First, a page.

I have a proposal: When you register a trial at http://www.clinicaltrials.gov/ , you should have to list a date of data/analysis release and a summary of the data/analyses that will be released. Should you not release the data/analysis by that pre-specified date, your ability to list or publish future trials, and your ability to seek or pursue regulatory approval for that or any other drug you have is suspended until you release the data. Moreover, you are forbidden from releasing the data/analyses prior to the pre-specified date - to prevent shenanigans with pre-specified list dates in the remote future, followed by premature release.
Pssst, it's "siMvastatin," not "siNvaststin," unless you're making some sort of pun. This is an interesting story, but I can't bother reading your take on it if you can't spell the name of the drug correctly.ReplyDelete
Yes, it is an intentional pun. And besides, misspellings and typos don't undermine story lines or logic.ReplyDelete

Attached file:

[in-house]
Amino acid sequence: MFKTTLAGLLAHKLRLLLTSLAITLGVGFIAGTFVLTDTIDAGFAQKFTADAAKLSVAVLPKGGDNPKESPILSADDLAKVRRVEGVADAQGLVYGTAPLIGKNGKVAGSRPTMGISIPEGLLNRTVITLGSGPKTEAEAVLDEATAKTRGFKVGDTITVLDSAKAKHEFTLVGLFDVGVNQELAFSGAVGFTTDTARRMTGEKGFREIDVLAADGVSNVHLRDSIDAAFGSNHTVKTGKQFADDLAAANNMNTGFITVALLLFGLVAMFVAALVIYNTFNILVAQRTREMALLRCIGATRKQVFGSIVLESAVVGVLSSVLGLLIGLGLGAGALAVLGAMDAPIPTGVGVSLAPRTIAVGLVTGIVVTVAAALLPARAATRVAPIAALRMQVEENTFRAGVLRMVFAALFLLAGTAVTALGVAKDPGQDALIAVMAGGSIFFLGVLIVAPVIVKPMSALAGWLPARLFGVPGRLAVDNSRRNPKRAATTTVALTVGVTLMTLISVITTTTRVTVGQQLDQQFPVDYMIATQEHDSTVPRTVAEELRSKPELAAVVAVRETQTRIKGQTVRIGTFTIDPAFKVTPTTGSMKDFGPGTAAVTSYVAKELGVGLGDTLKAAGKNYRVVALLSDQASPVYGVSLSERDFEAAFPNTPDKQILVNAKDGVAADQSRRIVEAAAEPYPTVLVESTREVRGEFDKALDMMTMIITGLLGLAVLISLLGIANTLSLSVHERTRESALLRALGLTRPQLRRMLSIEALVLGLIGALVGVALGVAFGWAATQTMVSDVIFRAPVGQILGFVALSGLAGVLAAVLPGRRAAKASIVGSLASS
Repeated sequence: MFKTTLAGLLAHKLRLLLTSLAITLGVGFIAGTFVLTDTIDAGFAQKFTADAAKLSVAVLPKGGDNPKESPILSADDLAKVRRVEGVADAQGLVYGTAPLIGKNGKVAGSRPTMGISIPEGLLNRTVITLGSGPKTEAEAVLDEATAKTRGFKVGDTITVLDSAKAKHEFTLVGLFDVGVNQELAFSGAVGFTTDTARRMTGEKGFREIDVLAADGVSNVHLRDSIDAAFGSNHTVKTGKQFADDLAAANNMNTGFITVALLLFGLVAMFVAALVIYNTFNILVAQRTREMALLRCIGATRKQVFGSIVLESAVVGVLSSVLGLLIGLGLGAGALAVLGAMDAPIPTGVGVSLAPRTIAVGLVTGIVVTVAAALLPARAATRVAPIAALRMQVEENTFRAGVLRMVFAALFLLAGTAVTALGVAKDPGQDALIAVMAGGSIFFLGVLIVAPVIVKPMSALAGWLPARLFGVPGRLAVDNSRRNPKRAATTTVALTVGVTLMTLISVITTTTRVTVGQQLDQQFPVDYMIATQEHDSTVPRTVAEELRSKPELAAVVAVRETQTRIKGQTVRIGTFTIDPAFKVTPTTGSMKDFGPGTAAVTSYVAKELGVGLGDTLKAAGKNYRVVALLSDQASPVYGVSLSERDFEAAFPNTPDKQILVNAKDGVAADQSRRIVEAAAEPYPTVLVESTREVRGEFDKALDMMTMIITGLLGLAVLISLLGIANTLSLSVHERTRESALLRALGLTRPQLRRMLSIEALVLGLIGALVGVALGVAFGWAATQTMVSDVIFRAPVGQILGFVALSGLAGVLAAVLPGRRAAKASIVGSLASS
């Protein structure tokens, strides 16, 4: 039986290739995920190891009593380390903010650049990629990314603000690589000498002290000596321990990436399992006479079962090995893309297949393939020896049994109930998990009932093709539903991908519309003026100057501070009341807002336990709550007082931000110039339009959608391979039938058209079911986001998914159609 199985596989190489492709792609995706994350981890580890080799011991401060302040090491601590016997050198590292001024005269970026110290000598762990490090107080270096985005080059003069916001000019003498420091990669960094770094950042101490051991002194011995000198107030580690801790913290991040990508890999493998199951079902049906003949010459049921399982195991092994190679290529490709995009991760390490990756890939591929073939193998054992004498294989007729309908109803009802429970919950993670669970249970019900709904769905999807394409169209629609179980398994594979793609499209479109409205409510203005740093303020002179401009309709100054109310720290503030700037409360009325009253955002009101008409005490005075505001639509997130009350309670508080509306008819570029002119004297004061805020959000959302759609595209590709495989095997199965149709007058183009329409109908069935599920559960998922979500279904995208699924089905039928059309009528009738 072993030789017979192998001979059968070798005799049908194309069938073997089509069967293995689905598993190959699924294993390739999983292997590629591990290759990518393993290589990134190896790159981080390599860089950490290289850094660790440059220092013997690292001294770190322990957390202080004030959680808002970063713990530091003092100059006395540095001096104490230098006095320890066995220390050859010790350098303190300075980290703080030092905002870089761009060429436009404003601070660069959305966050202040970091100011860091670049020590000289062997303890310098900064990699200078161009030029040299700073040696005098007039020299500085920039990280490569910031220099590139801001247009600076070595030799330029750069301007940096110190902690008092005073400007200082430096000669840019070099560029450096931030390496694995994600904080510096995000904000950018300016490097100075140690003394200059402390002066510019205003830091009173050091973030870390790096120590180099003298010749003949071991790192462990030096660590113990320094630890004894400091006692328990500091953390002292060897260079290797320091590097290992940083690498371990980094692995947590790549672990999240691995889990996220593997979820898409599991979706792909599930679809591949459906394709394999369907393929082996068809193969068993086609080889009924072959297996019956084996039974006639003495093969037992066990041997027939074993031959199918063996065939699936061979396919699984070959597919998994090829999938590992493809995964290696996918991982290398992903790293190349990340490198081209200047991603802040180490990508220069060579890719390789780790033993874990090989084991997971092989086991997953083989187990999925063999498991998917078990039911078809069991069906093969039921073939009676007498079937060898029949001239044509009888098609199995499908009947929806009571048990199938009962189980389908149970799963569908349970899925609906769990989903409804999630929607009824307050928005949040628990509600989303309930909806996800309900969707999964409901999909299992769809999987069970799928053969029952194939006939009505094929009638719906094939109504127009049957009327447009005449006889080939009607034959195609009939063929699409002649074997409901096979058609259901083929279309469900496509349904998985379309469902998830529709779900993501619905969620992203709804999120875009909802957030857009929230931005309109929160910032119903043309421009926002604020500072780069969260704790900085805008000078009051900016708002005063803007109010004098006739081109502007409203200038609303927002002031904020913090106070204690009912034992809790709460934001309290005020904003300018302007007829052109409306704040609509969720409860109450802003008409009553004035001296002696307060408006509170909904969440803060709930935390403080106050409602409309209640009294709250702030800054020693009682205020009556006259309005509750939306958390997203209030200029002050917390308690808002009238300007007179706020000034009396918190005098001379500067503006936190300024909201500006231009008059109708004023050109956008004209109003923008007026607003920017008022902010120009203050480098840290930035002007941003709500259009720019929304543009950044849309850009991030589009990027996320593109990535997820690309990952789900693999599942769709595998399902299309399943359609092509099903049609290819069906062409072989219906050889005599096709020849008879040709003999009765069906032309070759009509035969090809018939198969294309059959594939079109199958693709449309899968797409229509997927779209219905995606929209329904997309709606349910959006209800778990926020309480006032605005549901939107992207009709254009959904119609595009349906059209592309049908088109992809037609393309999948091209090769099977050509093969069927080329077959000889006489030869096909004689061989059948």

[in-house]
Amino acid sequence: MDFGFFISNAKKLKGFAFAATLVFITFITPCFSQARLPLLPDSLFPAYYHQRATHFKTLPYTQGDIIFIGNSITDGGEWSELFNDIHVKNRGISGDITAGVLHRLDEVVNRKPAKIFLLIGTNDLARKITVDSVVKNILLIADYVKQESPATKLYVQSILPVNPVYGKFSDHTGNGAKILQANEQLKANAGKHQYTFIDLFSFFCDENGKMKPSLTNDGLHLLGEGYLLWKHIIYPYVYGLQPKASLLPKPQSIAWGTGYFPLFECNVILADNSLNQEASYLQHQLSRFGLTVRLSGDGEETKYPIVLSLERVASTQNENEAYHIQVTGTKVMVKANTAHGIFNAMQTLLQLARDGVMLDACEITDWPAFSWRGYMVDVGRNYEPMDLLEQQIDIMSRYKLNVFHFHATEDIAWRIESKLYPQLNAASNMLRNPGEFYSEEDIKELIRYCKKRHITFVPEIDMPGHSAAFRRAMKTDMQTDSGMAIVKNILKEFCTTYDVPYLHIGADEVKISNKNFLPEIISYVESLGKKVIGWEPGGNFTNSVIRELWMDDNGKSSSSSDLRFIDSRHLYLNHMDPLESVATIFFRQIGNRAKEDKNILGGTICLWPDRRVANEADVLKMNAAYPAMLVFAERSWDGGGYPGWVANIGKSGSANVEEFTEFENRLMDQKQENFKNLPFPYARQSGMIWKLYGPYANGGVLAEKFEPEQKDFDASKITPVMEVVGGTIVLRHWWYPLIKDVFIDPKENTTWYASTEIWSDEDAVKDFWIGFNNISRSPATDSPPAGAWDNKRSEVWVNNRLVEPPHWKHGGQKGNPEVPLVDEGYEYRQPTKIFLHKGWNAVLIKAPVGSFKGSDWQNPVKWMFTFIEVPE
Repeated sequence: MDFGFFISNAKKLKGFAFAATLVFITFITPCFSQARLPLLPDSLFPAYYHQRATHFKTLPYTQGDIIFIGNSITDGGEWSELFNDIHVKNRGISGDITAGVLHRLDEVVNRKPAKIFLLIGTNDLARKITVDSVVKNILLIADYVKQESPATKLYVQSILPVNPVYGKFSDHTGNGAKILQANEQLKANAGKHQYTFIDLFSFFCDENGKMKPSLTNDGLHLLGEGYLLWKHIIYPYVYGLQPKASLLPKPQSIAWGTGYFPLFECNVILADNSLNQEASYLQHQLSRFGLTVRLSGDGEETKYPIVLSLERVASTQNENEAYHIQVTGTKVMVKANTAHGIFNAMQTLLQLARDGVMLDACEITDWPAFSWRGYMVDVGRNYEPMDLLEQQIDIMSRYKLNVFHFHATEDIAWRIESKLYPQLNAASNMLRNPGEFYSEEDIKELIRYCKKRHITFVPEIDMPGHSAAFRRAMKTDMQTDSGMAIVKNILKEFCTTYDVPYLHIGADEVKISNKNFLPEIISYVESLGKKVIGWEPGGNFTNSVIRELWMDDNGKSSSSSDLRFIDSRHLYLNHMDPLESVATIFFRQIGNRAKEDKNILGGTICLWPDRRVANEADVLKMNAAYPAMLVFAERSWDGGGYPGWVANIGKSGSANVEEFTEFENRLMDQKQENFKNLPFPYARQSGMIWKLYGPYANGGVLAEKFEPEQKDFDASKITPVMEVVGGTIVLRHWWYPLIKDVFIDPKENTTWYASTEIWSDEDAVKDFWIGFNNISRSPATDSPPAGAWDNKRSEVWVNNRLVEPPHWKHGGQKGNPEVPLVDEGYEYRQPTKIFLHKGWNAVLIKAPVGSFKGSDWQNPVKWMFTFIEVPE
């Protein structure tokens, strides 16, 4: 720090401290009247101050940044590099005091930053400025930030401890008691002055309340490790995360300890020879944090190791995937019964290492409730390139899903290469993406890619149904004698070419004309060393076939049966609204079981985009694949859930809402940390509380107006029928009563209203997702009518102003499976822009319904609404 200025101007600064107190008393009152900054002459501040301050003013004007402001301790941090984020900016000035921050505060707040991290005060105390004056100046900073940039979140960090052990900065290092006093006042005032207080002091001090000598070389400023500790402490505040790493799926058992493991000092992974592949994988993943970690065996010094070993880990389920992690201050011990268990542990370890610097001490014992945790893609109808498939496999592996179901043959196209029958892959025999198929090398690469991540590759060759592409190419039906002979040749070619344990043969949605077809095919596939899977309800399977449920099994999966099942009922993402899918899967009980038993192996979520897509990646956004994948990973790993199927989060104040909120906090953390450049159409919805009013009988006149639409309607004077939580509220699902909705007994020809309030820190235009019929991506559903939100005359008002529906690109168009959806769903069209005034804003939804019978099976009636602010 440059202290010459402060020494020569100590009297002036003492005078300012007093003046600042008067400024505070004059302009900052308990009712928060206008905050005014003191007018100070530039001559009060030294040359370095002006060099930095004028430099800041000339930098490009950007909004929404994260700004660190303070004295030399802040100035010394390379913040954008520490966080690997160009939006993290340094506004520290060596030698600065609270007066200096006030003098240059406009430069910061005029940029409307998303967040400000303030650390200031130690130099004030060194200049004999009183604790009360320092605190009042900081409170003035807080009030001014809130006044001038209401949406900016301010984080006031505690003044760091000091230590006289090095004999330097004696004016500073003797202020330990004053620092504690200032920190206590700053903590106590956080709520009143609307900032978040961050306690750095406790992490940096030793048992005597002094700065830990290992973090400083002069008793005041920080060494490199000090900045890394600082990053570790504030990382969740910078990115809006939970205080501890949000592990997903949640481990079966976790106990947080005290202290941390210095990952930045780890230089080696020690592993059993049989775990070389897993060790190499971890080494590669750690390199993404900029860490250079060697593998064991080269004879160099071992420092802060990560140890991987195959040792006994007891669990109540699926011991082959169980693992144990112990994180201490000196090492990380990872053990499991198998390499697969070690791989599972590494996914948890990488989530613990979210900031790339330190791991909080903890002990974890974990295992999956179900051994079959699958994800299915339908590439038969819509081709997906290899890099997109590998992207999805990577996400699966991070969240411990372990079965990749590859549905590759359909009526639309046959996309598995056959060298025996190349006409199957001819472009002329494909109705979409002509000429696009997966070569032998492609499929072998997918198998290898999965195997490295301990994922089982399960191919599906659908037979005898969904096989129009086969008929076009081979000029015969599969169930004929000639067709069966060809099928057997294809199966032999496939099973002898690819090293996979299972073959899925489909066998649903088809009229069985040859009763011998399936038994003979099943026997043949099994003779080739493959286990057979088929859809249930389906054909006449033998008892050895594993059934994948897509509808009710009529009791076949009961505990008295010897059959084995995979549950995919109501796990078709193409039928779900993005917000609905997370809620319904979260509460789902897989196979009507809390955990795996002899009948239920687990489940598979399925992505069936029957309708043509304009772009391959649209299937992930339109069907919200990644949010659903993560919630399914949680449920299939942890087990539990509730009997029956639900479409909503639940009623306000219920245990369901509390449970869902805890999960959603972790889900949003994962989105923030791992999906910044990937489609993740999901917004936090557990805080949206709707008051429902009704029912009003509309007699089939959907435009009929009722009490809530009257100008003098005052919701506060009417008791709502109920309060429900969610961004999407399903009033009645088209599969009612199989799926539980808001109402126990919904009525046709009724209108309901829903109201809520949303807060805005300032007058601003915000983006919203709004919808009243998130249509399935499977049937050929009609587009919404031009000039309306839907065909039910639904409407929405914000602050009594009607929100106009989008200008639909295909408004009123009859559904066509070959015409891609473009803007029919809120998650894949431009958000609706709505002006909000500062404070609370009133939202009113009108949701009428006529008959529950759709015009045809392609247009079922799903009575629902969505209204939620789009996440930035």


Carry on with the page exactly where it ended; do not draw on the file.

Regarding your suggestion re: ClinicalTrials.gov, Section 801 of Public Law 110-85, enacted on Sept 27, 2007, enhances this NIH-operated clinical trials registry and adds a mandatory summary results reporting provision, which would require posting of summary data from clinical trials testing FDA-approved drugs -- such as Zetia, Zocor, and Vytorin -- and FDA-approved or cleared medical devices within a year of completion (or up to two years if the trial will be used to support a "new use"). Data to be reported include demographic and baseline characteristics of patient sample, primary and secondary outcomes, and serious and frequent adverse events. Failure to comply could result in civil monetary penalties or withholding of Federal grant funds. When the new law is implemented, it should increase transparency in clinical research and mitigate common data reporting issues, such as the ENHANCE case. (See http://prsinfo.clinicaltrials.gov/fdaaa.html for more information.)ReplyDelete